Politics

Foodbank hell for Britain as demand soars 3,800% under a decade of Tory rule

Foodbank demand has rocketed by 3,772% under a decade of Tory rule, the Mirror can reveal.

Bombshell figures show a surge in need from hungry families after nine years of gruelling austerity.

Britain’s biggest foodbank network had 57 outlets open in the final year of the Labour government in 2009/10.

They provided 40,898 aid packages – the equivalent of 368,082 meals. Of those parcels, 13,959 went to children.

By the end of March the network had 425 foodbanks – a 646% increase.

Their volunteers gave away 1,583,668 packages – 14,253,012 meals – in 2018/19. Some 577,618 parcels went to children.

Jeremy Corbyn said: “These shocking figures should shame the Conservatives. Their policies have pushed people into destitution. It is a national scandal that so many families can’t afford food.”

Trussell Trust director of policy, research and external affairs Garry Lemon said: “We want our next government to start working towards a future where no one needs a foodbank.”

Those in need want an end to Universal Credit delays, benefit payments to cover the cost of living and investment in emergency support.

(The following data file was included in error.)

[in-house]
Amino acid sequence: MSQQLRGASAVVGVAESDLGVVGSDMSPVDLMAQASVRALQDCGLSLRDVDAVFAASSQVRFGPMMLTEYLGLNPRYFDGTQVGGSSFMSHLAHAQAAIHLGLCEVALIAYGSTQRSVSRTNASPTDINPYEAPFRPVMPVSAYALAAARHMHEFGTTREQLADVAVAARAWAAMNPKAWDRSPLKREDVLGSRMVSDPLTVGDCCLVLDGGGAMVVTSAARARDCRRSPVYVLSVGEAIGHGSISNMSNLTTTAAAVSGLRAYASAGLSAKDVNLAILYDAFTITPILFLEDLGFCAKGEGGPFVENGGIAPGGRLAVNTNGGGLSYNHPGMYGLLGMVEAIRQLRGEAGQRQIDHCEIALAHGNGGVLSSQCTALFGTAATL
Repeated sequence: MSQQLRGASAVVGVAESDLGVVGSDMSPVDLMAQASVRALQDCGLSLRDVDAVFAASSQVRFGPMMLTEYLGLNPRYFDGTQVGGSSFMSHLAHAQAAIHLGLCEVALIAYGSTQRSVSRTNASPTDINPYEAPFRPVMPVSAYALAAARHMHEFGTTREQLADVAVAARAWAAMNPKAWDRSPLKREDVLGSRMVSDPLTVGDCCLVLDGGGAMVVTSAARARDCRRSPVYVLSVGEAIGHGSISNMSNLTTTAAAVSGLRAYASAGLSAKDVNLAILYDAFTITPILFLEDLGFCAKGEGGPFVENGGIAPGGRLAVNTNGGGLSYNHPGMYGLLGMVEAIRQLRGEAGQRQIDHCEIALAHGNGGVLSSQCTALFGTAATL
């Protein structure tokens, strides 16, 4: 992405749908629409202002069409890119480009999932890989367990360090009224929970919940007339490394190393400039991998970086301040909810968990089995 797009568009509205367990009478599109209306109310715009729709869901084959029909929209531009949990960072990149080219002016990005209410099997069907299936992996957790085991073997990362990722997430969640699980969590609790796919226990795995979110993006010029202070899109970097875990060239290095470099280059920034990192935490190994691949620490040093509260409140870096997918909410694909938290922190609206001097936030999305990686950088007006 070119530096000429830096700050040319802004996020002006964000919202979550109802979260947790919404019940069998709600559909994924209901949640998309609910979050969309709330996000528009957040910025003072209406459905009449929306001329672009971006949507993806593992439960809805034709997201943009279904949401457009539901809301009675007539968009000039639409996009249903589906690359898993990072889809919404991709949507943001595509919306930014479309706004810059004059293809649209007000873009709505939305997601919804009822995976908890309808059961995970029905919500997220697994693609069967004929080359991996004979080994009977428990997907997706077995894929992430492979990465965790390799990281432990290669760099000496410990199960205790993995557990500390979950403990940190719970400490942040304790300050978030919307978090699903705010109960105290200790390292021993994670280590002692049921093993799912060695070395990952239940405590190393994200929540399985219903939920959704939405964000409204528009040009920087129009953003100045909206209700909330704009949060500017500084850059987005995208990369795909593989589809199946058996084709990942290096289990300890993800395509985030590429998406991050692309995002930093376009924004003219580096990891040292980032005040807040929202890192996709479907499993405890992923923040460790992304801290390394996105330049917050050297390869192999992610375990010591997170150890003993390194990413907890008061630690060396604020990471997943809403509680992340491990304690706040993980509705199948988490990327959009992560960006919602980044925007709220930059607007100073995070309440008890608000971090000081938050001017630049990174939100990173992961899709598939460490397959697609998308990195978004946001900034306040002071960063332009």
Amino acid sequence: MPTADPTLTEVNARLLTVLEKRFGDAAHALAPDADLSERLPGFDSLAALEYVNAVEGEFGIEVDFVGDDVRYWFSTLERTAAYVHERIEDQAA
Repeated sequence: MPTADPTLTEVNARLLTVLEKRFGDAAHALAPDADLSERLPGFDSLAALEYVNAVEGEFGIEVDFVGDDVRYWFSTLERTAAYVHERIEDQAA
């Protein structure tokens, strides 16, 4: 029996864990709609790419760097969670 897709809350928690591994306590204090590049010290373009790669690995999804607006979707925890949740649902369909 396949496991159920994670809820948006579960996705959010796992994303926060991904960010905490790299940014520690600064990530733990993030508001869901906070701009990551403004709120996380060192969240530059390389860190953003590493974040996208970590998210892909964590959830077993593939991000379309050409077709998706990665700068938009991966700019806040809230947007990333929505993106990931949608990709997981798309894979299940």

The number of children living in poverty-hit working homes has risen by 800,000 since 2010.

Child poverty in working families rose to 2.9 million cases last year – an increase of 38%.

One in four children are affected, TUC analysis ­indicated. It blamed in-work benefits cuts, with more than 485,000 children pushed below the breadline.

Weak wage growth and insecure work were also factors.

TUC general secretary Frances O’Grady said: “No child in Britain should be growing up in poverty.”

Margaret Greenwood, Shadow Work and Pensions Secretary, said: “The Conservatives and Lib Dems should hang their heads in shame.”

Child Poverty Action Group’s Alison Garnham said: “Every party leader should be alarmed.”

On the front line

Suzanne Nottage is beyond grateful to all those whose generosity and hard work means she can eat.

The 34-year-old, who was at St Paul’s Church foodbank in London’s Brixton this weekend with her fiance Sam Henderson, 35, says: “Thank you to all the people who donate.“

Suzanne, who met Sam while they were recovering from alcohol addiction, says if it hadn’t been for the foodbank, “We would be left without any money”, facing a choice “between paying for food or gas and electricity”.

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